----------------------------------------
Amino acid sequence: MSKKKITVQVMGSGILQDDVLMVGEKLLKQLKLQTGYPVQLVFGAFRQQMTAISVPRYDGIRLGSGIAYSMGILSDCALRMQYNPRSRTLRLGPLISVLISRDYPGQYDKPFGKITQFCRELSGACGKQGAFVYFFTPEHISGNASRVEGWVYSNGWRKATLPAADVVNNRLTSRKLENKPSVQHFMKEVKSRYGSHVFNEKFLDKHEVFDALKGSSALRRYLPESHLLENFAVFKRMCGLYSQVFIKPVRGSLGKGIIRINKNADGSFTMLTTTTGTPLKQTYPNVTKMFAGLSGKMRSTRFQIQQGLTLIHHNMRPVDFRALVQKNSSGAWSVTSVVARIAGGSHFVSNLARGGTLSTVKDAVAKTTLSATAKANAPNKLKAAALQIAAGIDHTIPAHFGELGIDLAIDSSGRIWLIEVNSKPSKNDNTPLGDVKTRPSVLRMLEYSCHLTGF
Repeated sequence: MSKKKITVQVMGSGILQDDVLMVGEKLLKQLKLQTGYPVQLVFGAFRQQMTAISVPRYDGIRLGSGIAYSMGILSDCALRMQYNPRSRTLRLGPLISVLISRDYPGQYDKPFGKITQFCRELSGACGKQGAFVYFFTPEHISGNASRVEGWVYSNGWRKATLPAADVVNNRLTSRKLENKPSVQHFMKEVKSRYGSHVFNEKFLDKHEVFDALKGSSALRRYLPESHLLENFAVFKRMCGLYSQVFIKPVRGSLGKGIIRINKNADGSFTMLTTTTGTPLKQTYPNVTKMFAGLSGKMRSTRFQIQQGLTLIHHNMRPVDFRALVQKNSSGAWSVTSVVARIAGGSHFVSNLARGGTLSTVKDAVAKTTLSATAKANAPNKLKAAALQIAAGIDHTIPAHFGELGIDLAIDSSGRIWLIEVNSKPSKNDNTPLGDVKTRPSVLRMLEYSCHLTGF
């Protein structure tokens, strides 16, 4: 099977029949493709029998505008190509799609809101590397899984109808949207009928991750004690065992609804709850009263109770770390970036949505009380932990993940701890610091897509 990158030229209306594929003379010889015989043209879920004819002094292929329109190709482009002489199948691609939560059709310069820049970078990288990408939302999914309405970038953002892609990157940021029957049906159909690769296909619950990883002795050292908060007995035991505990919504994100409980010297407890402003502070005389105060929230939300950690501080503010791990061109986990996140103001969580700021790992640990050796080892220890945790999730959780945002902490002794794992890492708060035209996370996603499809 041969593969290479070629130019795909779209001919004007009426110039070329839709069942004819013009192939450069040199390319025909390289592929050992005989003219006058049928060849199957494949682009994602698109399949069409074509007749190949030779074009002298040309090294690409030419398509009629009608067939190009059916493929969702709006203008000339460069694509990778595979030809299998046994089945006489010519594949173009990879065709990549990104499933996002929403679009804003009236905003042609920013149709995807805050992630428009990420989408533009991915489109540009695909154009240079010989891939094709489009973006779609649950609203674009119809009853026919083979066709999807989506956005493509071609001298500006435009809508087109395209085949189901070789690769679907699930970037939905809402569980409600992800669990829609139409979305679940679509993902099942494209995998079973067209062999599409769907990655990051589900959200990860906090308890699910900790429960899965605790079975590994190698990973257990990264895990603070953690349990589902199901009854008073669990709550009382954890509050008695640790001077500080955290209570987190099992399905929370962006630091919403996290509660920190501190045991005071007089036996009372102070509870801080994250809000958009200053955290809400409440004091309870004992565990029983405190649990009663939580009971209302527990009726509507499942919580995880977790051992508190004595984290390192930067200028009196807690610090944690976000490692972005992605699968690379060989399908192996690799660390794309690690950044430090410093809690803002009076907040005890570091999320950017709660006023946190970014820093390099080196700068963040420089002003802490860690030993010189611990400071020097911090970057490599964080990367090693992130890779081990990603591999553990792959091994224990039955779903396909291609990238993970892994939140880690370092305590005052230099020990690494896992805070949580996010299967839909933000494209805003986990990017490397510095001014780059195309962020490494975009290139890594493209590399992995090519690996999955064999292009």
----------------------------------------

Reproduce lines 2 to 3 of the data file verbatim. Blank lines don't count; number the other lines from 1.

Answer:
Repeated sequence: MSKKKITVQVMGSGILQDDVLMVGEKLLKQLKLQTGYPVQLVFGAFRQQMTAISVPRYDGIRLGSGIAYSMGILSDCALRMQYNPRSRTLRLGPLISVLISRDYPGQYDKPFGKITQFCRELSGACGKQGAFVYFFTPEHISGNASRVEGWVYSNGWRKATLPAADVVNNRLTSRKLENKPSVQHFMKEVKSRYGSHVFNEKFLDKHEVFDALKGSSALRRYLPESHLLENFAVFKRMCGLYSQVFIKPVRGSLGKGIIRINKNADGSFTMLTTTTGTPLKQTYPNVTKMFAGLSGKMRSTRFQIQQGLTLIHHNMRPVDFRALVQKNSSGAWSVTSVVARIAGGSHFVSNLARGGTLSTVKDAVAKTTLSATAKANAPNKLKAAALQIAAGIDHTIPAHFGELGIDLAIDSSGRIWLIEVNSKPSKNDNTPLGDVKTRPSVLRMLEYSCHLTGF
């Protein structure tokens, strides 16, 4: 099977029949493709029998505008190509799609809101590397899984109808949207009928991750004690065992609804709850009263109770770390970036949505009380932990993940701890610091897509 990158030229209306594929003379010889015989043209879920004819002094292929329109190709482009002489199948691609939560059709310069820049970078990288990408939302999914309405970038953002892609990157940021029957049906159909690769296909619950990883002795050292908060007995035991505990919504994100409980010297407890402003502070005389105060929230939300950690501080503010791990061109986990996140103001969580700021790992640990050796080892220890945790999730959780945002902490002794794992890492708060035209996370996603499809 041969593969290479070629130019795909779209001919004007009426110039070329839709069942004819013009192939450069040199390319025909390289592929050992005989003219006058049928060849199957494949682009994602698109399949069409074509007749190949030779074009002298040309090294690409030419398509009629009608067939190009059916493929969702709006203008000339460069694509990778595979030809299998046994089945006489010519594949173009990879065709990549990104499933996002929403679009804003009236905003042609920013149709995807805050992630428009990420989408533009991915489109540009695909154009240079010989891939094709489009973006779609649950609203674009119809009853026919083979066709999807989506956005493509071609001298500006435009809508087109395209085949189901070789690769679907699930970037939905809402569980409600992800669990829609139409979305679940679509993902099942494209995998079973067209062999599409769907990655990051589900959200990860906090308890699910900790429960899965605790079975590994190698990973257990990264895990603070953690349990589902199901009854008073669990709550009382954890509050008695640790001077500080955290209570987190099992399905929370962006630091919403996290509660920190501190045991005071007089036996009372102070509870801080994250809000958009200053955290809400409440004091309870004992565990029983405190649990009663939580009971209302527990009726509507499942919580995880977790051992508190004595984290390192930067200028009196807690610090944690976000490692972005992605699968690379060989399908192996690799660390794309690690950044430090410093809690803002009076907040005890570091999320950017709660006023946190970014820093390099080196700068963040420089002003802490860690030993010189611990400071020097911090970057490599964080990367090693992130890779081990990603591999553990792959091994224990039955779903396909291609990238993970892994939140880690370092305590005052230099020990690494896992805070949580996010299967839909933000494209805003986990990017490397510095001014780059195309962020490494975009290139890594493209590399992995090519690996999955064999292009």